First publishedin World Highways
Fujie Zhou is the research engineer behind the development of the new IDEAL Cracking and Rutting tests
New tests for cracking and rutting are easy to perform, use existing equipment and work well on mixes with different binders and recycled content - Kristina Smith writes
Researchers at the Texas A&M Transportation Institute (TTI) have developed new tests for cracking and rutting, designed to be quick and easy to carry out, using existing laboratory equipment. The most advanced of these is the IDEAL Cracking Test (IDEAL-CT), which could be appearing in specifications in some of the US states in around six months’ time.
“Cracking is a huge problem in the US,” said Fujie Zhou, research engineer at Texas A&M Transportation Institute, an expert in this field who is leading the development of both tests. “Every Department of Transportation is looking for a simple, practical cracking test for use during mix design, quality control and quality assurance.”
The tests have been developed under one of three Innovations Deserving Exploratory Analysis (IDEA) projects managed by the Transportation Research Board (TRB). The highways-themed research is funded by American Association of State Highway and Transportation Officials (AASHTO) as part of the National Cooperative Highway Research Program (NCHRP).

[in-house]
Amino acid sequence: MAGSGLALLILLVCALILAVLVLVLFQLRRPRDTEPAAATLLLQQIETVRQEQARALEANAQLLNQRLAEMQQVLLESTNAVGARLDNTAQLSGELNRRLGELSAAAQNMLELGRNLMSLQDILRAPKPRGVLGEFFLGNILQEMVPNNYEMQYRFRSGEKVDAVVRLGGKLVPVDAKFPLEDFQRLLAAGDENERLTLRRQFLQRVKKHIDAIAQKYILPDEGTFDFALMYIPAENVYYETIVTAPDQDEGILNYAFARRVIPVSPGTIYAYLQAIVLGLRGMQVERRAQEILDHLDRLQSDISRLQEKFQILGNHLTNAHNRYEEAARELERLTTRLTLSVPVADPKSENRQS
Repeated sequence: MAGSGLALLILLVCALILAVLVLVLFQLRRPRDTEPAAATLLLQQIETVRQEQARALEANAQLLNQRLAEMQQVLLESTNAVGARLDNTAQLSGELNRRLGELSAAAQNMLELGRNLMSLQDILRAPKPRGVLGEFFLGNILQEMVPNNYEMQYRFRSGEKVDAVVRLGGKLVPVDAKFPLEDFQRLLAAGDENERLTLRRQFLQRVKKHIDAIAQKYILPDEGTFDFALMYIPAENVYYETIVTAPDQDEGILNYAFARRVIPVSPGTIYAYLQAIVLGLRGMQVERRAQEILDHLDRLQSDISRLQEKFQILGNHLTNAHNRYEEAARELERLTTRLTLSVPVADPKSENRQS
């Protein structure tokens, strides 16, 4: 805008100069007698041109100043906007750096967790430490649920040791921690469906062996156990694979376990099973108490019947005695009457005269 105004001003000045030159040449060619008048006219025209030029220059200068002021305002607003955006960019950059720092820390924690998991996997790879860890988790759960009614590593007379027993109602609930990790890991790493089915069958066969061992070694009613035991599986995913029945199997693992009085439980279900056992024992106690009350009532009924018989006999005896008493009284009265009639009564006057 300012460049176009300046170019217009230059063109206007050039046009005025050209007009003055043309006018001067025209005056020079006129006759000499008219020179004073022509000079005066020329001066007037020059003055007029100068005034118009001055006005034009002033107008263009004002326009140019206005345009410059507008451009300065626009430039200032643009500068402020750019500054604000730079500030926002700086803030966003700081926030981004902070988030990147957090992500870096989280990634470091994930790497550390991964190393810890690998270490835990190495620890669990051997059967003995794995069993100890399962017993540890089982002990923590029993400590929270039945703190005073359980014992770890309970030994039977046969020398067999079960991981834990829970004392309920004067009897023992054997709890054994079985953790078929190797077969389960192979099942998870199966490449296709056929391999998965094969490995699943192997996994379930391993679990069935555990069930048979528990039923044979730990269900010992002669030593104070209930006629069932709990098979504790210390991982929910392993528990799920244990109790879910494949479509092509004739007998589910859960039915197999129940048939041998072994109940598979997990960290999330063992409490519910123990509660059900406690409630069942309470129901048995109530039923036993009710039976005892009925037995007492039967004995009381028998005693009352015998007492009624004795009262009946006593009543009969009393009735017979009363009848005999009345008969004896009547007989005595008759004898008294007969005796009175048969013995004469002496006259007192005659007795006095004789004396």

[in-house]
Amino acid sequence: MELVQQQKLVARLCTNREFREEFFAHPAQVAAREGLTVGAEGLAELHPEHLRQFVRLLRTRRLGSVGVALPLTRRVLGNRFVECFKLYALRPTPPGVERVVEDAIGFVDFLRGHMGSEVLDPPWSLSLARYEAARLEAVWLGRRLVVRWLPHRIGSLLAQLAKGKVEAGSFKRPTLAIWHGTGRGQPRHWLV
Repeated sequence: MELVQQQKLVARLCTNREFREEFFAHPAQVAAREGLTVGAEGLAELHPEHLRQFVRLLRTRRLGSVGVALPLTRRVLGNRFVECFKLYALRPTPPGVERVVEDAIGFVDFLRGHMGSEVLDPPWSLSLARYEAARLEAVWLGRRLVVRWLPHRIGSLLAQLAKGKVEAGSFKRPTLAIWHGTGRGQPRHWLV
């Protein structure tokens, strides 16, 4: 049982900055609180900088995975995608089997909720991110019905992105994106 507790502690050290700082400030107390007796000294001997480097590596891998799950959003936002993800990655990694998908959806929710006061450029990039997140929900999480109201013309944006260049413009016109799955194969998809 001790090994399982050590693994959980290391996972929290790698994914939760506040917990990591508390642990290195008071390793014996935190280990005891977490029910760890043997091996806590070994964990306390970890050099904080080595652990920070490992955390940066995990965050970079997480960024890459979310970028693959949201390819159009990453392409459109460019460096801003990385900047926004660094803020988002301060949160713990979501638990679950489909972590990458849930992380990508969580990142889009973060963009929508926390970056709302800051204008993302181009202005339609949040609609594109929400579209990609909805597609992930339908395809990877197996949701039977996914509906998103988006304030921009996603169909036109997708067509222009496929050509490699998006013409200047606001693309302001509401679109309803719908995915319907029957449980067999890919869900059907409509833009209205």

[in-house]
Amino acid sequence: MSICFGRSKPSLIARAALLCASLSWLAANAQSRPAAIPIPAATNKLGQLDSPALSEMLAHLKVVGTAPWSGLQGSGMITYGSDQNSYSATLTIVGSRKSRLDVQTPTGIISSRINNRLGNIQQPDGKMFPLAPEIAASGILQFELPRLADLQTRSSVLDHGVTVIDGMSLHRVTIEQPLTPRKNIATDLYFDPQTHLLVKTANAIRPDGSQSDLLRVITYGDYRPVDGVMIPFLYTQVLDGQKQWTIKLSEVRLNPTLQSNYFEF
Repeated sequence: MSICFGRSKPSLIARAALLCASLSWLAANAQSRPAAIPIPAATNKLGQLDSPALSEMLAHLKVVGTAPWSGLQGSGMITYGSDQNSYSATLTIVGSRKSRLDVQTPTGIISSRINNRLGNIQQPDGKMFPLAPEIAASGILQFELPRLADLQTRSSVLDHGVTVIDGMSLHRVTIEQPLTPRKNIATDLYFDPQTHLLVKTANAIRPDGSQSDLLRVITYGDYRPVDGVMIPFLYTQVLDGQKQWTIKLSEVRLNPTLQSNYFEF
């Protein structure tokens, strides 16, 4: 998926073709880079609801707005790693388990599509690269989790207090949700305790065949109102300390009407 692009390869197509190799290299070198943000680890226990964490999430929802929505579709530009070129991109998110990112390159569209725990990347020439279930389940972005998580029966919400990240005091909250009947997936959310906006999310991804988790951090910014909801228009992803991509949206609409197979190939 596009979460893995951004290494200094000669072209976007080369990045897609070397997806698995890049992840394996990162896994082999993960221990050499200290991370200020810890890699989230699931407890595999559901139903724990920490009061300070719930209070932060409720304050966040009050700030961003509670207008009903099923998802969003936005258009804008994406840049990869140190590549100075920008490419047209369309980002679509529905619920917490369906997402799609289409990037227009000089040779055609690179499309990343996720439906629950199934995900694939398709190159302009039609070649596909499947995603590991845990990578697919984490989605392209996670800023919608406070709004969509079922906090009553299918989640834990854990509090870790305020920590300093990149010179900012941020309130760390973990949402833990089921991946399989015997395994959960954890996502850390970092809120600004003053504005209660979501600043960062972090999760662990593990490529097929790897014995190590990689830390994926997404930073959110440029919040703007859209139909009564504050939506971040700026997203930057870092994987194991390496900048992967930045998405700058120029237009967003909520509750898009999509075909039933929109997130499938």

The most commonly used cracking tests in the US are the Texas Overlay Tests and the Illinois Flexibility Index Test. Both are good tests, according to Zhou, but they each require significant preparation of the specimens before testing, involving notching and – in the case of the Texas Overlay Test specimen – gluing too.
“Based on my experience, the more steps you include in sample preparation, the more potential human error you introduce,” said Zhou, who has been working on cracking-related issues for the last 20 years.
THe IDEAL-CT simply requires a disc-shaped specimen to be moulded, 150mm in diameter and 62mm thick (which is the same size as the specimen required for the Hamburg wheel tracking test). No notching or gluing is required, and the specimen can be tested in a standard indirect tensile strength testing machine.
“We use exactly the same machine, the same test, even the same loading speed,” said Zhou. “The only thing we do differently is use a new way of looking at the data.”
The IDEAL-CT produces a fraction mechanics-based parameter called the Cracking Tolerance Index (CT Index). The larger the CT Index, the better the cracking resistance for the mix.
Most laboratories will have an indirect tensile strength testing machine and, even if they had to buy it new, the cost would be less than $10,000, according to Zhou. This compares to specialised equipment which would cost around $50,000.
Laboratories may need to buy an accessory because the calculation of the CT Index requires that the whole load versus displacement curve be recorded, rather than just the maximum load which is normal for that machine. But this would cost less than $3,500, said Zhou. Alternatively, the load-displacement readings could be recorded manually.